International leaders are congratulating each other over the final agreement reached at the recent Cancun climate change summit. But looking closely, it becomes clear the gains are more illusory than real. The world is certainly not any closer to cutting down effectively on the greenhouse gas emissions.
All that has happened is that pledges made by rich countries over the past year under the Copenhagen accord have been incorporated into United Nations documentation. For the first time, developing countries also agreed to look at how they can cut emissions in the future - but did not make specific pledges.
AdvertisementBut even if one were to take the pledges at face value, it is still no great news. For after all those pledges, the global warming is projected to increase by 3.2C - far higher than the 2C generally considered to be a level of "safe" warming.
The final deal does mention the need to limit global warming to 2 and 1.5°C above pre-industrial levels. But to keep warming limited to these targets, global total emissions need to drop below 44 billion tones CO2eq per year by 2020, whereas after adding up reduction proposals of individual countries and taking into account accounting provisions, expected global emissions leave a gap of 12 billion tonnes CO2eq/yr by 2020, according to the Climate Action Tracker, a trusted websiteon the issue. Besides, unlike under the Kyoto agreement, the current international treaty binding rich countries to cut emissions, there will be no worldwide emission target. Each country will determine its own limits, and no one will question whether these targets, taken together, will be adequate to stop global warming. The UN will be allowed to check to see whether countries are keeping their pledges, or not. But if they're not, the international body will be powerless to force them to comply. Add to it the fact that none of the cuts are legally binding, one will get a clearer picture of what has happened.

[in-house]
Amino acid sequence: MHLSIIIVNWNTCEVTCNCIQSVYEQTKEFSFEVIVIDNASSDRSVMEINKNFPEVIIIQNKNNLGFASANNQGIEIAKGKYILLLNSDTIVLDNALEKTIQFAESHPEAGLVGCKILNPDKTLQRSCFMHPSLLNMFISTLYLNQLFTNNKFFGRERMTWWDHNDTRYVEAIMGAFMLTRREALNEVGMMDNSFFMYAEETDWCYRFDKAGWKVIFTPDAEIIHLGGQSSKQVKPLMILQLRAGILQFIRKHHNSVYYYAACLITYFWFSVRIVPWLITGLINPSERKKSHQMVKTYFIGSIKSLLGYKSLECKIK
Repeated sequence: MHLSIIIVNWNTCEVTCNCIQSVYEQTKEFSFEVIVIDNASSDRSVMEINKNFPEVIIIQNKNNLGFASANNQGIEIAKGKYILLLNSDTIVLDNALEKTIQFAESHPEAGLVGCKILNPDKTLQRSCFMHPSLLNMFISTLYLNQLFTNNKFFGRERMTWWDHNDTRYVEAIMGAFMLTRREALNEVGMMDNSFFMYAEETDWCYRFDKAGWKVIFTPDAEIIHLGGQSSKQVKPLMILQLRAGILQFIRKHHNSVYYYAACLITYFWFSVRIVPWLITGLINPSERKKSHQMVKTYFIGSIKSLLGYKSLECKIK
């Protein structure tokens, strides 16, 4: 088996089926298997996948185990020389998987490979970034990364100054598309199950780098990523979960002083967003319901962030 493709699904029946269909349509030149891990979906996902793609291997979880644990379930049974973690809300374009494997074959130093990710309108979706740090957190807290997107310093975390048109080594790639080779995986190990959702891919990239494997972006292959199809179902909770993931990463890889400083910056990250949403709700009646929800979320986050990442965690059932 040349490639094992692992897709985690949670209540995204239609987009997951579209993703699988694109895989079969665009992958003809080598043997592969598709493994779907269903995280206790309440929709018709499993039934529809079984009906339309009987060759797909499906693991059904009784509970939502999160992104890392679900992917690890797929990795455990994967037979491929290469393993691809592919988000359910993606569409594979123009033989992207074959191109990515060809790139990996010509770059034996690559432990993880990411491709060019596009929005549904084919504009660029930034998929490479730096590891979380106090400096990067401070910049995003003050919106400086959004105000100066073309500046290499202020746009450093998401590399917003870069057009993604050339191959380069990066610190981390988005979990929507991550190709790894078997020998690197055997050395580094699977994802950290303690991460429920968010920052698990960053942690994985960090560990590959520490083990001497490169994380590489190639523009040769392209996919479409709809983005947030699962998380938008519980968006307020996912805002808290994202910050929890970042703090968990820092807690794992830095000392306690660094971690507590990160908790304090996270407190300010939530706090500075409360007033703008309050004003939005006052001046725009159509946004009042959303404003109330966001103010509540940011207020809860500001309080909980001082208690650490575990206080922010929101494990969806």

More importantly, decisions on the future of the Kyoto protocol were effectively deferred until South Africa next year. Whether countries will sign up for a second "commitment period" to cuts beyond 2012 remains to be seen. Any binding cuts hereafter could be a tall order, given the determination of the emerging countries to catch up and the reluctance of the rich countries to back down too much. So in the name of development, emissions will continue.
Of course a formal backing was given to the UN's deforestation scheme, Redd (reducing emissions from deforestation and degradation), under which rich countries pay poorer nations not to chop down forests and so lock away carbon emissions. But details on when and exactly what form the scheme will take - particularly whether developed countries will be able to use it to "offset" their emissions rather than make cuts at home - are still vague.
A new climate green fund was also agreed upon to transfer money from the developed to developing world to tackle the impacts of climate change, but no figure was put on how much money will go into it.
Separately, ministers repeated their political promise made last year at Copenhagen to raise $100bn (£63bn) in climate aid by 2020, starting with $30bn (£19bn) by 2012 for "fast track" financing. This headline-grabbing promise, however, is not part of the UN process and is merely an aspiration of rich countries.
A technology executive committee and a climate technology centre and network are to be set up to transfer knowledge of clean technology, but there are no details on the money, where they will be based, when or by whom, points out Adam Vaughan, writing in the Guardian.
As National Post commented acidly, "We think we see a pattern here. The devil is in the details, so agree to broad motherhood principles and delay any discussion of details as long as possible. That way dealing with the devil can be avoided indefinitely and delegates are free to continue jetting around from one resort to another for lavish annual gatherings at someone else's expense."